Adsorption performance of standard biochar materials against volatile organic compounds in air: A case study using benzene and methyl ethyl ketone

Kumar Vikrant, Ki Hyun Kim, Wanxi Peng, Shengbo Ge, Yong Sik Ok

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Recently, biochars have been proposed as highly efficient and low-cost media for the adsorptive removal of various hazardous compounds. However, there is a dearth of literature focusing on adsorption performance of biochars against gaseous volatile organic compounds (VOCs). In light of this limitation, the adsorption performances of 12 standard biochars made of six different raw materials (i.e., Miscanthus straw pellets, oil seed rape straw pellets, rice husk, sewage sludge, soft wood pellets, and wheat straw pellets) at two pyrolysis temperature conditions (i.e., 550 °C and 700 °C) were investigated against two model gaseous VOCs (i.e., benzene and methyl ethyl ketone (MEK)) at 1 Pa each. The breakthrough volume (BTV) and partition coefficient (PC) of benzene at 10% BTV, when measured for all these biochars, varied from 1.4 to 10 L atm g−1 and 6.E-04 to 1.4E-02 mol kg−1 Pa−1, respectively. Similarly, their counterpart values for MEK were 1.8 to 40 L atm g−1 and 1.E-03 to 2.E-03 mol kg−1 Pa−1, respectively. The largest adsorption capacity values for benzene (2.9 mg g−1) and MEK (43 mg g−1) were observed from the soft wood pellet biochar prepared at 700 °C (SWP700) and rice husk biochar prepared at 550 °C (RH550), respectively. The results indicate that most biochars adsorbed MEK preferentially over benzene. The adsorption of MEK appeared to be primarily influenced by surface features and composition of each specific biochar, while that of benzene was proportionate to their surface area. Overall, the results of this investigation are expected to help establish technical standards for effective removal of gaseous VOCs by biochars.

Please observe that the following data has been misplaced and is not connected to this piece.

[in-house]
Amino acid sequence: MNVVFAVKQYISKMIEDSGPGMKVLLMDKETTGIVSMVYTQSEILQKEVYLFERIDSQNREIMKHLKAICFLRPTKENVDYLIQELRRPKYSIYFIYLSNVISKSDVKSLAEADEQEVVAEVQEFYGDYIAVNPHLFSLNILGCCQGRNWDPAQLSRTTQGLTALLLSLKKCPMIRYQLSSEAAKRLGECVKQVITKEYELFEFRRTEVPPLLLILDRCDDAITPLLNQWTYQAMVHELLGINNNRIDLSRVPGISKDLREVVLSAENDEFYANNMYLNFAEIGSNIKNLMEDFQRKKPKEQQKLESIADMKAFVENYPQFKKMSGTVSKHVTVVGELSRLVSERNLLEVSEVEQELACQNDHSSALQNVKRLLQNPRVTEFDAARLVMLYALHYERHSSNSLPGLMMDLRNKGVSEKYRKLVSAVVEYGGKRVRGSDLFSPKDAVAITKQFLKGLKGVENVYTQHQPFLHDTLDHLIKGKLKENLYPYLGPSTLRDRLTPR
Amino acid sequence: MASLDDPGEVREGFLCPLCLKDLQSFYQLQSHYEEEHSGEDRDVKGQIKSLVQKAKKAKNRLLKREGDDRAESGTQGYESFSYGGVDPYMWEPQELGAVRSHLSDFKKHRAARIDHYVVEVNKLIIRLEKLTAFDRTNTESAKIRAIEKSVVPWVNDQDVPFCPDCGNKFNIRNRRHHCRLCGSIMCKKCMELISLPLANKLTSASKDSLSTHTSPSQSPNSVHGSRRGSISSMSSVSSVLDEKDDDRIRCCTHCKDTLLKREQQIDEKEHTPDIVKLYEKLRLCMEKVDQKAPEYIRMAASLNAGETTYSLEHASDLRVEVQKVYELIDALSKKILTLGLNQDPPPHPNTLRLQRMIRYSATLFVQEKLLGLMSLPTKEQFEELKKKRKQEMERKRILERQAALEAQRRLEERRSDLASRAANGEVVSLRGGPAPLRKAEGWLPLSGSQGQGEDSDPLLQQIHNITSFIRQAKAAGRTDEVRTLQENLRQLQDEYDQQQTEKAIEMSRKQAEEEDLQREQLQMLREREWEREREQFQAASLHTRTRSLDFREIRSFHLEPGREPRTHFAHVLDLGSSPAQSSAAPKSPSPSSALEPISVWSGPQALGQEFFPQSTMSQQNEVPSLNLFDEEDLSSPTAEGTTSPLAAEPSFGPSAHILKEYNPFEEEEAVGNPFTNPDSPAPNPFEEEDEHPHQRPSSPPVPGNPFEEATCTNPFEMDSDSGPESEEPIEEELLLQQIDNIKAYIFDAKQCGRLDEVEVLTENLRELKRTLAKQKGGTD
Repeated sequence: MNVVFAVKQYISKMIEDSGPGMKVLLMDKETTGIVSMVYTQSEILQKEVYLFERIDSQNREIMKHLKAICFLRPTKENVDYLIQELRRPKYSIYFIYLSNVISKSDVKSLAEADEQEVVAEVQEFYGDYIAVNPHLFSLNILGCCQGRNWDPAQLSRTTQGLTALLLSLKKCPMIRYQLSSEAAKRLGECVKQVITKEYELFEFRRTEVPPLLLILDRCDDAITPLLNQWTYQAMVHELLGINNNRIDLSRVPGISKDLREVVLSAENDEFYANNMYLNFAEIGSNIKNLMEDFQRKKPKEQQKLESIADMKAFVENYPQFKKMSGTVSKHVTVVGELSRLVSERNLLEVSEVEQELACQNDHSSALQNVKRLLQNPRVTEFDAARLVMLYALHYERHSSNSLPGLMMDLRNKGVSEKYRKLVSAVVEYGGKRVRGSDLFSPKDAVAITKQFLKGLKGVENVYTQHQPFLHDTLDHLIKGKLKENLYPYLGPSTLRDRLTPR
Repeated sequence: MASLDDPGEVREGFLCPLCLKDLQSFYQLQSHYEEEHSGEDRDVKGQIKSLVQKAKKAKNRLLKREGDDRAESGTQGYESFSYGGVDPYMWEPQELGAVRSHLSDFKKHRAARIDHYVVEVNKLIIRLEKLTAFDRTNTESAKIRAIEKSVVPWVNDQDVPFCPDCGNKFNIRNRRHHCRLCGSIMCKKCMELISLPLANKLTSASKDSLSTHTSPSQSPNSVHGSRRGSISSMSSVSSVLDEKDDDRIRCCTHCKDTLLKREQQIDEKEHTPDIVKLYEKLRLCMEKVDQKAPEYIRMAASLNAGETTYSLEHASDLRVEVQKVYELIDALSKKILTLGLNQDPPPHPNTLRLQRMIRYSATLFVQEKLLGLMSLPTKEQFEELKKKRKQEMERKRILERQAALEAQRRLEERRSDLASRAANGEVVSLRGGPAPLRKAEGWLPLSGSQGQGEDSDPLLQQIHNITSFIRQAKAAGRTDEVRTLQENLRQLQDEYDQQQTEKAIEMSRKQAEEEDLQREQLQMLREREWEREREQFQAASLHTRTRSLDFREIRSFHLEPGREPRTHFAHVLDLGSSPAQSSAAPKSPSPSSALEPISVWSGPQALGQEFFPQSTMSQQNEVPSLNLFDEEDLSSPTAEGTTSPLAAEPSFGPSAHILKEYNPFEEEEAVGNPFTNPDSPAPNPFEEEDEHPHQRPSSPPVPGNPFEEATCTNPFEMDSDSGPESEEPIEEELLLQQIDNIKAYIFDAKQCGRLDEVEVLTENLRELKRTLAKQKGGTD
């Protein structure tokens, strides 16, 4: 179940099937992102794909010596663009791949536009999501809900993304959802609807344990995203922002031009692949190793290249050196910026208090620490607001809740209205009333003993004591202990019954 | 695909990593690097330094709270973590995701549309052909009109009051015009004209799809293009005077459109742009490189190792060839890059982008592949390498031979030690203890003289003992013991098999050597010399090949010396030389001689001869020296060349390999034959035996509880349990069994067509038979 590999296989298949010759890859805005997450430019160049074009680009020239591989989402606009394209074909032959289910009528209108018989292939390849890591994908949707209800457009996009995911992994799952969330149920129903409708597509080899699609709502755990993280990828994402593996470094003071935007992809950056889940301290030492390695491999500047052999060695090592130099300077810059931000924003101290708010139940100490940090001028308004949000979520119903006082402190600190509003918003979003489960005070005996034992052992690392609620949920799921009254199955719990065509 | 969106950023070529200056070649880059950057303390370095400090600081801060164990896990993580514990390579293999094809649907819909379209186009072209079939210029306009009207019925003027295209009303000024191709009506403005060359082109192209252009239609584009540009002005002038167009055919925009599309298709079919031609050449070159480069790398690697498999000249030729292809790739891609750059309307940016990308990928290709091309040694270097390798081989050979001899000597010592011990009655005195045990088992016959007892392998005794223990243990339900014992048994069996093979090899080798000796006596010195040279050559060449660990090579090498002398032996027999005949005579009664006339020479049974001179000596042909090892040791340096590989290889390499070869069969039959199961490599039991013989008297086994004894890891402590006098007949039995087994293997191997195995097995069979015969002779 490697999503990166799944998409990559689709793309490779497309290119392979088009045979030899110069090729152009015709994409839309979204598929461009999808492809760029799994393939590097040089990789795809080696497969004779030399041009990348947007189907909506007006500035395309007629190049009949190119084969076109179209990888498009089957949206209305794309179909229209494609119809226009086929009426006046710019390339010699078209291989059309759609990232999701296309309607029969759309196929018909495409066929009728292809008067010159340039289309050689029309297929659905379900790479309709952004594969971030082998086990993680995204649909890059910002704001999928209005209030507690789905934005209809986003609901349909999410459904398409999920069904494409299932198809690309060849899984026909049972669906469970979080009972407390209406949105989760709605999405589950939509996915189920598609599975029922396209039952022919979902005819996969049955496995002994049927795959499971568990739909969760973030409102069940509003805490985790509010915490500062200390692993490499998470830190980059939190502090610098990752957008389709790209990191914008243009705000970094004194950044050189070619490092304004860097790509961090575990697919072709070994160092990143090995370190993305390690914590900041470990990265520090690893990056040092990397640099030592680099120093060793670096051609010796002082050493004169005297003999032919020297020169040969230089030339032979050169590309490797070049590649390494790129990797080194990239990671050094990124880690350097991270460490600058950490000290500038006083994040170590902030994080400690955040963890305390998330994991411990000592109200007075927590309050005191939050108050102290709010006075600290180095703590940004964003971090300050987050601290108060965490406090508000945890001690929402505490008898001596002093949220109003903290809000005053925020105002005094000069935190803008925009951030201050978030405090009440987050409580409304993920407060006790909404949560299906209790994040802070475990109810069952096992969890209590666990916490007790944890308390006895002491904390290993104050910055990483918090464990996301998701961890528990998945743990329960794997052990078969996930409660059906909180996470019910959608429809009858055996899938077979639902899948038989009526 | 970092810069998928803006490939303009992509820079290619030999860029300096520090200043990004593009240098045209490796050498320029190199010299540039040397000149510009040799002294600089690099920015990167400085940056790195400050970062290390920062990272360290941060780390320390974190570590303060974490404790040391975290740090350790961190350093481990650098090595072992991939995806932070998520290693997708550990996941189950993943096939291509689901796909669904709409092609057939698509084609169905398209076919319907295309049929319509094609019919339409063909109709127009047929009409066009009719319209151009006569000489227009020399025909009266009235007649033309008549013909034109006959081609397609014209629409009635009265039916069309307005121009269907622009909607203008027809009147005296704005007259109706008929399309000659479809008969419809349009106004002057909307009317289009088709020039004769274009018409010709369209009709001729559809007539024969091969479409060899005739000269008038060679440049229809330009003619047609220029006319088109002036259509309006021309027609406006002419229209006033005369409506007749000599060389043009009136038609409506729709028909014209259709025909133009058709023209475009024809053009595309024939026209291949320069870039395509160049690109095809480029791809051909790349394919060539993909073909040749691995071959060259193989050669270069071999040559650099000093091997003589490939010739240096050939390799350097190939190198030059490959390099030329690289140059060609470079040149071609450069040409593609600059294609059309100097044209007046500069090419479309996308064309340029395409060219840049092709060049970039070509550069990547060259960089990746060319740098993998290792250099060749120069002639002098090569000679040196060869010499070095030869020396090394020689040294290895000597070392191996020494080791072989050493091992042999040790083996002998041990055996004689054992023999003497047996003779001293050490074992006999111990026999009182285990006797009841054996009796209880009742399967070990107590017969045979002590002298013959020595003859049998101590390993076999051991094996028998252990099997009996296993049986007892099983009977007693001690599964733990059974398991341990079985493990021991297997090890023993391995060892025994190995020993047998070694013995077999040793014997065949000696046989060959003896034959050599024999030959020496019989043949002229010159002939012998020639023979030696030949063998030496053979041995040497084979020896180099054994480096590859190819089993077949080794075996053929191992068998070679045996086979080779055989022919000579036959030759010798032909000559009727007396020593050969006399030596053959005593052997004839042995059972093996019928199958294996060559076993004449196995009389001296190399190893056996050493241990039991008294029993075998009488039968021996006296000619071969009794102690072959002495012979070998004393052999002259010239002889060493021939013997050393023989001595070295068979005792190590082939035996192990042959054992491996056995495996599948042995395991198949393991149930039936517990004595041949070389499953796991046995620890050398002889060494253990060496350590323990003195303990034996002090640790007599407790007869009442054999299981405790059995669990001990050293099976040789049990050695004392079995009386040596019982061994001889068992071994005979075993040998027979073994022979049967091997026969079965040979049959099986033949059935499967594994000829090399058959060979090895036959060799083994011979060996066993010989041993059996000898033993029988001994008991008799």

Original languageEnglish
Article number123943
JournalChemical Engineering Journal
StatePublished - 2020 May 1



  • Adsorption
  • Air pollution
  • Biochars
  • Pollution control
  • Volatile organic compounds

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